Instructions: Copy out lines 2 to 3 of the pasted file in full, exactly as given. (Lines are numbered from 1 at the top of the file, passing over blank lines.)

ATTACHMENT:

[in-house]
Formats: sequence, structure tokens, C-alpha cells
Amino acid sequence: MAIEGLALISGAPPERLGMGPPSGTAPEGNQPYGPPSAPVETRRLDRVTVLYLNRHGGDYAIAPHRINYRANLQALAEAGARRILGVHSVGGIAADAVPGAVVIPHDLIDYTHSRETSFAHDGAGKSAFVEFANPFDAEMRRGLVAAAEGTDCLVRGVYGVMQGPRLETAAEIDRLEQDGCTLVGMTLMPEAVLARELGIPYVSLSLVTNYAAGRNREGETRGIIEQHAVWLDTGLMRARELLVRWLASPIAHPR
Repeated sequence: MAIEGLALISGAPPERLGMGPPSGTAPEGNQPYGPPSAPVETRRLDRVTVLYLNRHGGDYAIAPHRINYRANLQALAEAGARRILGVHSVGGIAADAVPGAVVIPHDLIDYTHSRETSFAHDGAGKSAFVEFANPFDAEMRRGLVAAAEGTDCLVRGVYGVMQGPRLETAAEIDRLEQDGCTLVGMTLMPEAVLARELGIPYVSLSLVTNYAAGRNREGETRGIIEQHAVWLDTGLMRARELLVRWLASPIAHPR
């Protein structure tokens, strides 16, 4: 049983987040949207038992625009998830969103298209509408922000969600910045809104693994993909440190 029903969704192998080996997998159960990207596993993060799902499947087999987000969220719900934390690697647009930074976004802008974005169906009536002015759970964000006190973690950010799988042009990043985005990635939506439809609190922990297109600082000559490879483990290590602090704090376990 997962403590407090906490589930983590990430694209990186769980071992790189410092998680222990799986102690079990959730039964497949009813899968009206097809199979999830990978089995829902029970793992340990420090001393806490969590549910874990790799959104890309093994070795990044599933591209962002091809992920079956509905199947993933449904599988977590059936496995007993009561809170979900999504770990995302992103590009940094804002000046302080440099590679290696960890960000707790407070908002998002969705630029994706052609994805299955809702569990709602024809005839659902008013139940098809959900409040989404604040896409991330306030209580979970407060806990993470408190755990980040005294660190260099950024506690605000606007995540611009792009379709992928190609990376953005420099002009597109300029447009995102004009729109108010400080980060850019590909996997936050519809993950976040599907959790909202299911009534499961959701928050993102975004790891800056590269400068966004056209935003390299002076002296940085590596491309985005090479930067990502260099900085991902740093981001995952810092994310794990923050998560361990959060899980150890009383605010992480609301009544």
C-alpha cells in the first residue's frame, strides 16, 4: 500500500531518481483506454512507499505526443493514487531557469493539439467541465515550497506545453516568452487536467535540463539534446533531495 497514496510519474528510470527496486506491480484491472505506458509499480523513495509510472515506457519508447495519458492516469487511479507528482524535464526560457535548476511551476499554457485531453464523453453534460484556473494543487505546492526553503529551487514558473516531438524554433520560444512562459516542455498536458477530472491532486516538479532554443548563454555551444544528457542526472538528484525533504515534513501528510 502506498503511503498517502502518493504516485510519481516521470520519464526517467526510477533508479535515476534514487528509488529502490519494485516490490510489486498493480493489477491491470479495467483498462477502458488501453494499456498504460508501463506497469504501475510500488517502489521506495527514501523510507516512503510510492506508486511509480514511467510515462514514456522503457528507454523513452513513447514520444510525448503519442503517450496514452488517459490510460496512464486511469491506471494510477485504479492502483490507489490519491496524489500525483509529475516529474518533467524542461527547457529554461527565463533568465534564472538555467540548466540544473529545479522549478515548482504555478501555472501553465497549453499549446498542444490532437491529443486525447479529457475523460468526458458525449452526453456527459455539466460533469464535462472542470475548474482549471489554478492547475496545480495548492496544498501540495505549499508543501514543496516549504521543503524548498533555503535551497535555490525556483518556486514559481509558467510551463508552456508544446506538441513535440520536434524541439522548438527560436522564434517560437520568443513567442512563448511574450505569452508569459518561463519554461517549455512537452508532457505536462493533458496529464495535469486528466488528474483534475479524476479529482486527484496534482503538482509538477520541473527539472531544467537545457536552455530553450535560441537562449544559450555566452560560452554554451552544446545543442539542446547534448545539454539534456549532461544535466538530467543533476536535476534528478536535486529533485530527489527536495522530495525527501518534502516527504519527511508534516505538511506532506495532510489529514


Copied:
Formats: sequence, structure tokens, C-alpha cells
Amino acid sequence: MAIEGLALISGAPPERLGMGPPSGTAPEGNQPYGPPSAPVETRRLDRVTVLYLNRHGGDYAIAPHRINYRANLQALAEAGARRILGVHSVGGIAADAVPGAVVIPHDLIDYTHSRETSFAHDGAGKSAFVEFANPFDAEMRRGLVAAAEGTDCLVRGVYGVMQGPRLETAAEIDRLEQDGCTLVGMTLMPEAVLARELGIPYVSLSLVTNYAAGRNREGETRGIIEQHAVWLDTGLMRARELLVRWLASPIAHPR